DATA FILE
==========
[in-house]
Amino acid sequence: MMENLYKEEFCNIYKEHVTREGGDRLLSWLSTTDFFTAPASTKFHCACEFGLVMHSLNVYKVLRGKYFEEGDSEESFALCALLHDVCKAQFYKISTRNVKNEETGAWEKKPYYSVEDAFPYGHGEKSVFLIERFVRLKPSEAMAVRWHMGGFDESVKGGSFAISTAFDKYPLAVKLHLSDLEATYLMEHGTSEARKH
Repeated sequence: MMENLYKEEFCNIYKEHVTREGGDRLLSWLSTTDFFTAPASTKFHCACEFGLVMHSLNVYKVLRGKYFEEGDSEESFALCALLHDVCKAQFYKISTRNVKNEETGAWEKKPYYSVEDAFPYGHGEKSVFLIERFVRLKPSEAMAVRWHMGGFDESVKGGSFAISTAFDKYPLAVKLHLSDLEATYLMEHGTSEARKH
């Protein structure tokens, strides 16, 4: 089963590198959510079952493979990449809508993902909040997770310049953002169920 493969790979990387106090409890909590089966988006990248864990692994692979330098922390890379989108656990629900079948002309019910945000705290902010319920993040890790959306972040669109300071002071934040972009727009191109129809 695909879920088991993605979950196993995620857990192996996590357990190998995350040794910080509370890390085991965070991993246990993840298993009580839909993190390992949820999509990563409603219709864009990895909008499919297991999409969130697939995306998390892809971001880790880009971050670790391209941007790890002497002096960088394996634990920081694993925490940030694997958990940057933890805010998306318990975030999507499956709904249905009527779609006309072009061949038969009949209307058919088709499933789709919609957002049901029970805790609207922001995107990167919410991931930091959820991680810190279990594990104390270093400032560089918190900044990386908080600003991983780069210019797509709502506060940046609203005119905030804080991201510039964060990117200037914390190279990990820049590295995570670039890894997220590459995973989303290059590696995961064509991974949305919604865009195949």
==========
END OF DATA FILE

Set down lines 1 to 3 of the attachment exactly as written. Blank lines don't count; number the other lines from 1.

[in-house]
Amino acid sequence: MMENLYKEEFCNIYKEHVTREGGDRLLSWLSTTDFFTAPASTKFHCACEFGLVMHSLNVYKVLRGKYFEEGDSEESFALCALLHDVCKAQFYKISTRNVKNEETGAWEKKPYYSVEDAFPYGHGEKSVFLIERFVRLKPSEAMAVRWHMGGFDESVKGGSFAISTAFDKYPLAVKLHLSDLEATYLMEHGTSEARKH
Repeated sequence: MMENLYKEEFCNIYKEHVTREGGDRLLSWLSTTDFFTAPASTKFHCACEFGLVMHSLNVYKVLRGKYFEEGDSEESFALCALLHDVCKAQFYKISTRNVKNEETGAWEKKPYYSVEDAFPYGHGEKSVFLIERFVRLKPSEAMAVRWHMGGFDESVKGGSFAISTAFDKYPLAVKLHLSDLEATYLMEHGTSEARKH